Those Goofy, Long Socks


Whenever I think of Chris, I can’t help but picture those socks. When I was in Officer Candidate School, he wore them with his PT uniform — which doubled as sleepwear, since that’s what we were required to wear to bed. We were also required to stand outside our doors just before lights out as our TAC NCO — the senior enlisted soldier whose job it was, along with the TAC officer, to teach us and generally prepare us to be officers — lumbered up and down the hallway, grunting instructions for the next morning and, without fail, scowling at Chris and his socks. Army regulations are very specific about sock length. When wearing the physical fitness uniform, “calf-length socks will end at the middle point between the ankle and the knee.” To say Chris flirted with this line would be kind. His socks stretched beyond that invisible boundary that separated right from wrong, compliance with regulations from violation — and it was plainly obvious. But they didn’t quite stretch far enough to persuade a Ranger-tabbed sergeant first class in the United States Army to sacrifice his dignity by dropping to a knee and pulling out a measuring tape. So he just fumed, Chris kept his ever-present grin, and we all laughed to ourselves at the same thing we laughed at the night before, and the night before that, and the night before that.

Everywhere in the Army there are people like Chris. People who everybody likes, who make small units closer, and who bring a little bit of joy to experiences otherwise devoid of it. I have no idea why Chris wore those long socks. We were actually wearing what was called a “modified PT uniform,” since we were going straight to bed. Instead of running shoes, we wore the flip flops that we had for the showers. Socks and flip flops: We all looked dumb. But Chris embraced the chance to look just a little bit dumber. Maybe it was his way of maintaining a sense of individuality. It certainly wasn’t outright defiance. He was a hell of a soldier who wouldn’t have done that. Maybe he knew we all got a kick out of it and that was enough. Maybe he was just being himself. It doesn’t really matter why. What mattered was that it, along with a thousand other things, made him the kind of person everybody loves to have in a unit.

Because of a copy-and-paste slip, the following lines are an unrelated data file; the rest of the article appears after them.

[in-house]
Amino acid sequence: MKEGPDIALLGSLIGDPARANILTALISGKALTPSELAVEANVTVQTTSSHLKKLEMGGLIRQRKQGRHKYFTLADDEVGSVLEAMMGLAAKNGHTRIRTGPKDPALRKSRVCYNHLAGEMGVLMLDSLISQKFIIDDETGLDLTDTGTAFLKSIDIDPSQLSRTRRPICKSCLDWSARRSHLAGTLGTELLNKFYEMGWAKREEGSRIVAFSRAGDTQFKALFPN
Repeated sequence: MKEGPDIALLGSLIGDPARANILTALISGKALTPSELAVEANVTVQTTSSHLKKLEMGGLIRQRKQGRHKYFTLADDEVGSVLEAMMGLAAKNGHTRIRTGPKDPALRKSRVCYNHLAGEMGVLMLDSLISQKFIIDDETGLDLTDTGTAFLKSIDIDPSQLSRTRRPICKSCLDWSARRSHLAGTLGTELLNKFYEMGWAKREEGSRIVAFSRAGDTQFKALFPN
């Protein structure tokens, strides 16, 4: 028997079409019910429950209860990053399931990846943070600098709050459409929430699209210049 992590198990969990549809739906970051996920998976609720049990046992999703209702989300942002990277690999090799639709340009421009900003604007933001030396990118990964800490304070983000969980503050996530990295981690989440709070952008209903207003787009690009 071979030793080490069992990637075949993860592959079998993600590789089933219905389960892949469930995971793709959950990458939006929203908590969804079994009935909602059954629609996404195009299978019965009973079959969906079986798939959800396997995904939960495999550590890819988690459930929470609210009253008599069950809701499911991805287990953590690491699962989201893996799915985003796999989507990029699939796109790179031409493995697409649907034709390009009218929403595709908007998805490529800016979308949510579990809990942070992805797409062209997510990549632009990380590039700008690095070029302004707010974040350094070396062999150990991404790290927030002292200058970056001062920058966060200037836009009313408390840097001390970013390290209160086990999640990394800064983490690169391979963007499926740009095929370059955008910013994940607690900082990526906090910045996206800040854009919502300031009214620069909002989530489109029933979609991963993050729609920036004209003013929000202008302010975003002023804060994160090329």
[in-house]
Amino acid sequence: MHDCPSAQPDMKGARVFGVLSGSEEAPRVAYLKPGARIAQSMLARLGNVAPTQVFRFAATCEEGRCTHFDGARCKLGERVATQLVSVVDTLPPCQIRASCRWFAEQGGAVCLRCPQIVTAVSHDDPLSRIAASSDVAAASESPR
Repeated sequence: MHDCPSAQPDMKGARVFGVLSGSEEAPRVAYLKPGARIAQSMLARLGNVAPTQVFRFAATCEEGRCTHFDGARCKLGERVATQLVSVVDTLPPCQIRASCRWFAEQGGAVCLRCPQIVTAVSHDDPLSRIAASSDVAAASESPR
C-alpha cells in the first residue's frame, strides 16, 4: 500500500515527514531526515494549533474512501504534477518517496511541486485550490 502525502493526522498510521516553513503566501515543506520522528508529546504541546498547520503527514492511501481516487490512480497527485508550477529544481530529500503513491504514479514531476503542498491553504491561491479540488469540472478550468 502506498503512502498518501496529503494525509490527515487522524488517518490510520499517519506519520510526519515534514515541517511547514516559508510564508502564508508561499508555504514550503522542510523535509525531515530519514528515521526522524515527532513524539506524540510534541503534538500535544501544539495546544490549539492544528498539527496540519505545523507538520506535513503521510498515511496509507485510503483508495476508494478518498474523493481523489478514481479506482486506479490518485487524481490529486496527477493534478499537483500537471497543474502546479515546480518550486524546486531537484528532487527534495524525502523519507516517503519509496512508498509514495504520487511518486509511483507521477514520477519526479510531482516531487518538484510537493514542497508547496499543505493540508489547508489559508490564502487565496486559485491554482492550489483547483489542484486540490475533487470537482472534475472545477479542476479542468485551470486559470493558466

A little over a year later, as I was preparing for my first deployment to Iraq, I got an email. It was from Chris’s barracks roommate and sent to the rest of our class. Chris was dead.

We didn’t know much else. I know I googled his name repeatedly for days, waiting for the Defense Department to release details. I don’t remember when I found out that he was killed near Balad, Iraq. I don’t remember when I found out that his vehicle was struck by an improvised explosive device, but I do remember that the day I got that email was the day war became real to me.

It wasn’t that I was naïve or that I didn’t understand that every single one of the names on a growing list of casualties represented a real person. But I didn’t know them. I didn’t feel it. I knew Chris, and I felt it.

Empathy is an extraordinarily important quality, but even the most empathetic people find it much easier to exhibit it when they have a personal connection. It’s difficult to fully understand a war — and the men and women who fight and die in it — without knowing any of those men and women.

Of course, no sane person would wish the pain of losing somebody on another. But when certain states and regions provide a disproportionate share of military recruits and military service is increasingly a “family business,” in which more than a quarter of new servicemembers have a parent who has served, a personal connection to the military is unevenly spread across the population. That means a personal connection to the wars we fight, and the understanding that comes with it, is equally uneven.